there's no ballyhoo
In the AlphaAgora?
The American Heritage® Dictionary of the English Language: Fourth Edition. 2000.
NOUN: Inflected forms: pl. bal·ly·hoos
1. Sensational or clamorous advertising or publicity. 2. Noisy shouting or uproar.
TRANSITIVE VERB: Inflected forms: bal·ly·hooed, bal·ly·hoo·ing, bal·ly·hoos
To advertise or publicize by sensational methods.
ETYMOLOGY: Origin unknown.
WORD HISTORY: The origin of ballyhoo has been the subject of much speculation. This spelling has actually been used for four different words: ballyhoo, “sensational advertising”; ballyhoo, a spelling of balao, a kind of fish; ballyhoo, a part of the name ballyhoo bird, about which more later; and ballyhoo, a sailor's epithet for an unpopular ship. This last ballyhoo (first recorded in 1836) was thought to be related to, or the same as, the word ballahou, from Spanish balahú, “a type of schooner common in the Antilles.” First recorded in 1867, ballahou, besides being a term for a specific kind of ship, was also used contemptuously of inferior ships. But the connection between these sailing terms or the name of the fish and our word ballyhoo, first recorded in 1901, has not been established. There may, however, be a tie between ballyhoo and the creature called a ballyhoo bird. According to a July 1880 article in Harper's, the bird had four wings and two heads and could whistle through one bill while singing through the other. Anyone who has ever been on a snipe hunt will know what hunting ballyhoo birds was like.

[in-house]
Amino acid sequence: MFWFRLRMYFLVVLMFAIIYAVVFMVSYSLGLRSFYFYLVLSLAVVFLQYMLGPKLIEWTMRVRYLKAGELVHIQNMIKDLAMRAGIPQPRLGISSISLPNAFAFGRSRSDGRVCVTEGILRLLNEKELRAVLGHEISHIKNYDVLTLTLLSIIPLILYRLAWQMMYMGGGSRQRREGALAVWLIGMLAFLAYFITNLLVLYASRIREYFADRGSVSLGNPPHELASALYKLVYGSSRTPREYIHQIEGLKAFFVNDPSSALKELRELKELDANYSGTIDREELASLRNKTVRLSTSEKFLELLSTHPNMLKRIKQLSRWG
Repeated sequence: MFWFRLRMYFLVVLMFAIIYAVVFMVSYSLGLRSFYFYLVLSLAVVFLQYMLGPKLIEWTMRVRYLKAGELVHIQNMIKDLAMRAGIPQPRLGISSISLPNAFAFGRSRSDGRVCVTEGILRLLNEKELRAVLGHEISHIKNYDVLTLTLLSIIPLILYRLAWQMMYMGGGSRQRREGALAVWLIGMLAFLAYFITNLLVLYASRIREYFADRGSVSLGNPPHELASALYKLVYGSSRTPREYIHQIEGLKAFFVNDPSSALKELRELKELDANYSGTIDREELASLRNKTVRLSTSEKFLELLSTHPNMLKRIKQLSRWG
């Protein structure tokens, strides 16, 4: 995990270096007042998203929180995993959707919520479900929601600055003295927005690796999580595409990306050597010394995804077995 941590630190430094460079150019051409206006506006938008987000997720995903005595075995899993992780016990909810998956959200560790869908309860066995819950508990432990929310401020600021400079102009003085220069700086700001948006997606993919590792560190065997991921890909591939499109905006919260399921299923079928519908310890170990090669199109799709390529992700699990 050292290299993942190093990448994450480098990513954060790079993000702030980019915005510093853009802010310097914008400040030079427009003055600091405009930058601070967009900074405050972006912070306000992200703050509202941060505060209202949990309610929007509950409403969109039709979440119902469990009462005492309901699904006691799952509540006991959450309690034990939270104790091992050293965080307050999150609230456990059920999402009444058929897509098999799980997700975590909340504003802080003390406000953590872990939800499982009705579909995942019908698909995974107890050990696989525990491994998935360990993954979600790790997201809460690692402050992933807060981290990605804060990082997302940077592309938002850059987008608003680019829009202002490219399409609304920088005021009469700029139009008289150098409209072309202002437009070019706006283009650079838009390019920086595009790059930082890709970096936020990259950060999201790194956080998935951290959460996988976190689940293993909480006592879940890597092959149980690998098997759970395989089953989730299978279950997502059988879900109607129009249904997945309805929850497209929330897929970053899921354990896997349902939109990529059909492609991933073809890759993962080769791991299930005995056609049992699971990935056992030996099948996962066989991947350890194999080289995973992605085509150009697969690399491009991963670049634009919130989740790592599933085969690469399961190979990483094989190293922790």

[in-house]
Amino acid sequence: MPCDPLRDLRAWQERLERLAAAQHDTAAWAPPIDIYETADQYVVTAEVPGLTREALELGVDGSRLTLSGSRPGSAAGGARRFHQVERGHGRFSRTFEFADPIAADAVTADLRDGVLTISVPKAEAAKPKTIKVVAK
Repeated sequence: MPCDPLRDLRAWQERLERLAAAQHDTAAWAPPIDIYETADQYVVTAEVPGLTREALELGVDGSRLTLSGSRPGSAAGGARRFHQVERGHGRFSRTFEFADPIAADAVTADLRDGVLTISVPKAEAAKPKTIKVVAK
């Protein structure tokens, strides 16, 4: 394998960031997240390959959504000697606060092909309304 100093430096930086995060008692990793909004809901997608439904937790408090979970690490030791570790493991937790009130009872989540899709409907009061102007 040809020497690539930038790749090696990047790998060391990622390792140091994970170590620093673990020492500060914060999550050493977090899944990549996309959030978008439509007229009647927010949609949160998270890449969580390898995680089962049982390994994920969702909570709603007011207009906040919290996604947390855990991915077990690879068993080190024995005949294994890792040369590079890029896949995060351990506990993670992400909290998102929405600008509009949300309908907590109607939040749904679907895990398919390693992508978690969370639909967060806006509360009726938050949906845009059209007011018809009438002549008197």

The American Heritage® Dictionary of the English Language, Fourth Edition. Copyright © 2000 by Houghton Mifflin Company. Published by the Houghton Mifflin Company. All rights reserved.